In our book, A Womb of Her Own (Routledge, 2017) author Kristin Davisson describes the qualitative responses of women who were witnesses to rape. She writes as follows:
To open the qualitative interview, women were asked to recall how they became aware of their friend’s experiences of sexual violence, followed by an inquiry of their feelings/reactions to this disclosure. This allowed for participants to “re-tell” the story of sexual violence as they first experienced it. It was not uncommon for participants to experience strong emotions as they recounted the details of the trauma stories themselves. One woman tearfully shared:
It’s very sad…He told her he had a gun…turns out he didn’t, but she didn’t know that. He tells her to take him to her car or he’ll shoot. She said she tried to decide if she should scream but she didn’t, which she ended up regretting, although who’s to say he wouldn’t have hurt her. So, he takes her to her car. There is no one around. He forces her into the backseat and rapes her. (crying) She said she was actually relieved that he raped her and left. He didn’t drive her anywhere; he didn’t kill her…. And she said she didn’t really fight; she felt resigned to her fate. She said he wasn’t too rough with her physically, but that he kept calling her dirty names and asking her did she like it. She said she cried the whole time and begged him not to hurt her.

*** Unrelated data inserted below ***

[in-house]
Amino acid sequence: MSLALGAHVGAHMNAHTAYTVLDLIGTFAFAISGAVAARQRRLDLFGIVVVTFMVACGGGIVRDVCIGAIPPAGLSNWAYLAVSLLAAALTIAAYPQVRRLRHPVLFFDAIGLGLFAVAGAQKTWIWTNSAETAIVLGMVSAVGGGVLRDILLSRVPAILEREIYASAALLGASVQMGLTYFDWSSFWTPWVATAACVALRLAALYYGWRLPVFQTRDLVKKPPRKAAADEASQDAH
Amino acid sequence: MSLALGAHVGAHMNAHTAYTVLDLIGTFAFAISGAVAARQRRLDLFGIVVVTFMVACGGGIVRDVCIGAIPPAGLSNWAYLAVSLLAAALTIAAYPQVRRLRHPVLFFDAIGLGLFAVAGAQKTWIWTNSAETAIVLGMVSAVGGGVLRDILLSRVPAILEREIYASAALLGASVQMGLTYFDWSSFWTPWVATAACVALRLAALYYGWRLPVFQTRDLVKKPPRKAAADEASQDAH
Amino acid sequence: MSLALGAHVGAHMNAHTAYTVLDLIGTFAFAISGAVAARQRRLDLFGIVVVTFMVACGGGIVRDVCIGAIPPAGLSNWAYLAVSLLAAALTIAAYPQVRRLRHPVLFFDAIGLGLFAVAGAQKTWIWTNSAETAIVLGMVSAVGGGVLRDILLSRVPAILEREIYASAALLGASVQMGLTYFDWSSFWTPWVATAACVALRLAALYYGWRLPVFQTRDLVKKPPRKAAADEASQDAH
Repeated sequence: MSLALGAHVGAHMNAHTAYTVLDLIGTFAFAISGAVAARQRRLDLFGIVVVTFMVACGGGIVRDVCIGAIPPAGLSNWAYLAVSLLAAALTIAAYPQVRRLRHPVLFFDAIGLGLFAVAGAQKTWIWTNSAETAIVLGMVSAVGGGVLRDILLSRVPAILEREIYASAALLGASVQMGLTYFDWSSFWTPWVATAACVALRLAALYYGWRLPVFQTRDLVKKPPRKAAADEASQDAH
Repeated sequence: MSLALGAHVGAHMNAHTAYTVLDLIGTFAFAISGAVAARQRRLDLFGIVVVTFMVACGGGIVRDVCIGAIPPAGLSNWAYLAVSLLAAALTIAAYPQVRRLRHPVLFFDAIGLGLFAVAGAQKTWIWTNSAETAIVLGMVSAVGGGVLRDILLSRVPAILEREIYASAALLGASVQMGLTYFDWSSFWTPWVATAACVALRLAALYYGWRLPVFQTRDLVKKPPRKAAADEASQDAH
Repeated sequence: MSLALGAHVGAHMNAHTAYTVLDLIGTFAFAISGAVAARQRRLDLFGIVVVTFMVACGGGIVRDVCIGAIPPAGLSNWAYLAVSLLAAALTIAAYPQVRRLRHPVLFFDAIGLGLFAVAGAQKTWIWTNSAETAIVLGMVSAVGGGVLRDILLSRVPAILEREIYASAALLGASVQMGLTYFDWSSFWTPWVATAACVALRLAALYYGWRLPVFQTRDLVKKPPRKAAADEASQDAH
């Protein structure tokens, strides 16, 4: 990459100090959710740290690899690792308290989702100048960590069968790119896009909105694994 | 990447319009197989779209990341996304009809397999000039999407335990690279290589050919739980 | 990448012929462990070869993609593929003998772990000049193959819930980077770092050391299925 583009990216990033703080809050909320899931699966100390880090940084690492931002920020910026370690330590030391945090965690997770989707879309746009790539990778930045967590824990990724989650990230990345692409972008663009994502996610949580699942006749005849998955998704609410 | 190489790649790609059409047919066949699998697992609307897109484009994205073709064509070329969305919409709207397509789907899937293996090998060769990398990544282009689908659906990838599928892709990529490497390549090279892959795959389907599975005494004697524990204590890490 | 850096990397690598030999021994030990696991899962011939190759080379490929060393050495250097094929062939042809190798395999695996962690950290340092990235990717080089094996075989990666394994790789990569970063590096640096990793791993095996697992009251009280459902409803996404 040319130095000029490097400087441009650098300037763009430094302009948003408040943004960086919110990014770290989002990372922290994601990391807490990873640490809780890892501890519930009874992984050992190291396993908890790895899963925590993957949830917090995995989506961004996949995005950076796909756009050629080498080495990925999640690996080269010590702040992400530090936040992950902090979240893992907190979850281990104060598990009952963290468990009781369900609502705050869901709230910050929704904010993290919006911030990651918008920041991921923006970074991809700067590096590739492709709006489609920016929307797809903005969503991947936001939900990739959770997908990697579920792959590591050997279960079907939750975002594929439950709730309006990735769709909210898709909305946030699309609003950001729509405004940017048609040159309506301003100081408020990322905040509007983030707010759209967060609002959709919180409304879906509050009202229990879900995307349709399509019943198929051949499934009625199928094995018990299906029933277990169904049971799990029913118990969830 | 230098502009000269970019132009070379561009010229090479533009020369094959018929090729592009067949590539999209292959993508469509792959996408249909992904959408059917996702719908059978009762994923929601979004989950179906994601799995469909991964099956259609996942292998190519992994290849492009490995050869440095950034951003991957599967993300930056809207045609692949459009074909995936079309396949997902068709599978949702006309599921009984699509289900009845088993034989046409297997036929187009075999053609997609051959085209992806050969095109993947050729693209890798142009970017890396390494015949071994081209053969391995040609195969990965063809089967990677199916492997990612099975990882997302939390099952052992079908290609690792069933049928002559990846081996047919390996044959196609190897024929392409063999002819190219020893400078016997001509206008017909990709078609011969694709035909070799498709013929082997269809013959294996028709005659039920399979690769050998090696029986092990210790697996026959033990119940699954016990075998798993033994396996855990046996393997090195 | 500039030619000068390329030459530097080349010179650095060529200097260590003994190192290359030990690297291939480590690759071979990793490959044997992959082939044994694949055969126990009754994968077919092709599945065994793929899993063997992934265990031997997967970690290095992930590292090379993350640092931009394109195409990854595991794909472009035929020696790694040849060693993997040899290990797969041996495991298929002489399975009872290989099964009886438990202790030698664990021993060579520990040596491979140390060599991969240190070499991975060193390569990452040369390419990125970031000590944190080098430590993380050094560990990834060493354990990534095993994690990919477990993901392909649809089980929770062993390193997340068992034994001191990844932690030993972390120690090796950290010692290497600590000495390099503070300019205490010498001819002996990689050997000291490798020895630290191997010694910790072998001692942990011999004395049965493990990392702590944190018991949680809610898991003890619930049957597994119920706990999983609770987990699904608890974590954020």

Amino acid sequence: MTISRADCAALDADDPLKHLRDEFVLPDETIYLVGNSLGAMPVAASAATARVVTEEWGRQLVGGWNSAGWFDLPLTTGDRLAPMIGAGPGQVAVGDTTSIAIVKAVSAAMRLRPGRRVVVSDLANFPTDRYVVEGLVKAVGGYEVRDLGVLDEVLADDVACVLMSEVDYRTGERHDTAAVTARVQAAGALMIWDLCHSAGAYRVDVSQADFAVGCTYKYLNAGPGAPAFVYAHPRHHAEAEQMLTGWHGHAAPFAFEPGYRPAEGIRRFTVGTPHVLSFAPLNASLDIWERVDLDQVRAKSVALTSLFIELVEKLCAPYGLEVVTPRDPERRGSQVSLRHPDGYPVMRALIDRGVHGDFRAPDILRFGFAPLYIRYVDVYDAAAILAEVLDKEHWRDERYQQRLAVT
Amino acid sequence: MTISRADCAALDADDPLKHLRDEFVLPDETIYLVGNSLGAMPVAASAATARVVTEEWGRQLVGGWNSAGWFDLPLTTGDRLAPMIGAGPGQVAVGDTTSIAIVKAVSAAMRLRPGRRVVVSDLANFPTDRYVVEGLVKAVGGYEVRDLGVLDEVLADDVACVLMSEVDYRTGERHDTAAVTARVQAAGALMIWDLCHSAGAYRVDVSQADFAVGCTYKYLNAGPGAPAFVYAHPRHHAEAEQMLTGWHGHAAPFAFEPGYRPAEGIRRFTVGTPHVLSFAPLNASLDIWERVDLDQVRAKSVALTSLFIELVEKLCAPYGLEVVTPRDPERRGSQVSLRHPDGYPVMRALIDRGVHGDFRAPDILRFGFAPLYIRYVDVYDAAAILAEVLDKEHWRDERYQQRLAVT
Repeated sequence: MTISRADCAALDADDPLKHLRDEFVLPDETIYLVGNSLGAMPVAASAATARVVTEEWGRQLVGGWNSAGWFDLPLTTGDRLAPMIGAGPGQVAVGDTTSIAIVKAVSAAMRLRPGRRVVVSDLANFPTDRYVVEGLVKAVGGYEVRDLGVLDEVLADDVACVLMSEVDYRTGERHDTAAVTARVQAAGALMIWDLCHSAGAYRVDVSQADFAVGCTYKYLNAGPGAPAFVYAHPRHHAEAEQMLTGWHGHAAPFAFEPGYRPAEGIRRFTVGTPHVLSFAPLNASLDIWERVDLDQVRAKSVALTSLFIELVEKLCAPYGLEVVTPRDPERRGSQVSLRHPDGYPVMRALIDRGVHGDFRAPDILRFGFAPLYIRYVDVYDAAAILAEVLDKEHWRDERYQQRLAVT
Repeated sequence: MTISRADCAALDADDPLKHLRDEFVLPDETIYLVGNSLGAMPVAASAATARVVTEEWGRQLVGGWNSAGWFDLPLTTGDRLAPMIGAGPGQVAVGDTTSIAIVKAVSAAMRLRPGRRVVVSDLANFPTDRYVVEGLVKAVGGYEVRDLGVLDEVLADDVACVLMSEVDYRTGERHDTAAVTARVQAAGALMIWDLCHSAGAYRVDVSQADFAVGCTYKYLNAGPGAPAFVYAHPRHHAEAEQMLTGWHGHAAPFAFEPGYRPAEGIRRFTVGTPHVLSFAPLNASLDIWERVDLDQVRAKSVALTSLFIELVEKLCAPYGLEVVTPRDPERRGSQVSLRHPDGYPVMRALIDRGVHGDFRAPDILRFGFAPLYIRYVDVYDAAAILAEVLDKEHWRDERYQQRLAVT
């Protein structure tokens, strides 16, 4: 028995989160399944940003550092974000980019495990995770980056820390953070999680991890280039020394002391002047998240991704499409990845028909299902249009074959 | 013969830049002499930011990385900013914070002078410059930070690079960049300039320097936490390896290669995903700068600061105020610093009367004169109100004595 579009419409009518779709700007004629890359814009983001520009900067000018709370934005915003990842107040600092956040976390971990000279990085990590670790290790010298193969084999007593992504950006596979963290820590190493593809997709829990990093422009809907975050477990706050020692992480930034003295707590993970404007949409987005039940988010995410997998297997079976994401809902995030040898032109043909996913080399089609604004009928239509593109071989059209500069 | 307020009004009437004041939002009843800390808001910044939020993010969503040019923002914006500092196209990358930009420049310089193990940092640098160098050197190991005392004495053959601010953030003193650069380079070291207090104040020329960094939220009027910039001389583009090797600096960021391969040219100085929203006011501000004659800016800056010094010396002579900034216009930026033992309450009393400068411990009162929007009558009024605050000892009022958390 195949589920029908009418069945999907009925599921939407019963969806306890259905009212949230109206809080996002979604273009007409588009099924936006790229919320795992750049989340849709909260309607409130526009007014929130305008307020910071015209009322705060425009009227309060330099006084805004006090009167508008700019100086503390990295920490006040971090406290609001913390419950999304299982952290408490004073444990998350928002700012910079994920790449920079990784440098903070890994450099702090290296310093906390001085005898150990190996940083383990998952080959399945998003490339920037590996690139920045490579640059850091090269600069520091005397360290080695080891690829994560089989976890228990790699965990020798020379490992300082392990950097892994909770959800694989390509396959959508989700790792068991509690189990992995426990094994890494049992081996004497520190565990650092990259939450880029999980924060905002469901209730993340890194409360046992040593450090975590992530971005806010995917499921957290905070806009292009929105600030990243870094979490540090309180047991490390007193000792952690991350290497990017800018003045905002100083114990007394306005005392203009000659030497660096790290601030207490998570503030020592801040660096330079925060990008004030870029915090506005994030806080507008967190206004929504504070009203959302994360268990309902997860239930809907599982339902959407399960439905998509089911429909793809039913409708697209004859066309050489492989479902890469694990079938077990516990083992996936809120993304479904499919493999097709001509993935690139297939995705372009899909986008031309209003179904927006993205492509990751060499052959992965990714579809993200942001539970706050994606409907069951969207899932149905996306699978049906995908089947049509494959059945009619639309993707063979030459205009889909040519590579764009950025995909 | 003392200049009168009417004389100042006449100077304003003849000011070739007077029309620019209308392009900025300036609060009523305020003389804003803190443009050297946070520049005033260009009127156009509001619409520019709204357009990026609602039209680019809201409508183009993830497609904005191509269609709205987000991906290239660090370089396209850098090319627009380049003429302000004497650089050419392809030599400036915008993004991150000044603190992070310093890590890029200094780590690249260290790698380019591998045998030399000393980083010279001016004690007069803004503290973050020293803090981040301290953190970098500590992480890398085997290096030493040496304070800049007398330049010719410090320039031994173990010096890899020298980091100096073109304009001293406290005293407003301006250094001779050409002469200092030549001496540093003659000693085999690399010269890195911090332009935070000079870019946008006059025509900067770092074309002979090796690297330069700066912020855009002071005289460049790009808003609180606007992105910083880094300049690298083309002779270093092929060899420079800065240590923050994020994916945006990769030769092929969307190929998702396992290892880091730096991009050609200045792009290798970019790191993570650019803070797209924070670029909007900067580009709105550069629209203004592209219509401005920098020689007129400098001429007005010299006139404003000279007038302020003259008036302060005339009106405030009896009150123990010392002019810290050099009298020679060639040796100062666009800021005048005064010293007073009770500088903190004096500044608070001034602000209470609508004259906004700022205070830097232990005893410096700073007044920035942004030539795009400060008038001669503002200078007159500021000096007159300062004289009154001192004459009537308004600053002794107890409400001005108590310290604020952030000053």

In describing her own emotional reaction to this she stated:
Well I felt completely helpless. So sad for her, for the fate she endured on behalf of all women I guess. And angry. Damn angry…I thought about it constantly. I dreamt about it the week after. Even talking about it now, again I feel paralyzed.
Another woman recalled a “hysterical” phone call from her friend in which she disclosed the ongoing physical, emotional and sexual violence occurring in her relationship:
She told me that he choked her until she blacked out; that she had marks all over her neck; that he was screaming at her and threw her into the wall; that he would call her really horrible sexually based names and that if she didn’t want to have sex with him, he would make her feel bad about it and coerce her into doing it. Really bad stuff… the first time she called me, it was this huge pouring out of everything that had been going on for quite some time… I felt very powerless in that situation and scared for her.
In all but a few cases, participants recounted similar details of the traumatic encounter, giving me a sense of just how close they were to the incident of sexual violence. Distance in time from the event (ranging from 6 months to 5 years) did not appear to be a factor in the few cases wherein participants did not relate such details; rather there was an apparent correlation to closeness with the victim.
Ellen Toronto is a clinical psychologist in private practice in Spring, Texas and has been practicing since 1980. In 2017, she was elected a Fellow in Psychoanalysis by the American Psychological Association. In 2016, Dr. Toronto's practice was recognized as one of the top Ann Arbor Psychology practices. She received her Ph.D. in Psychology from the University of Michigan. Dr. Toronto is married to Robert Toronto, Ph.D., and together they have four sons and eleven grandchildren.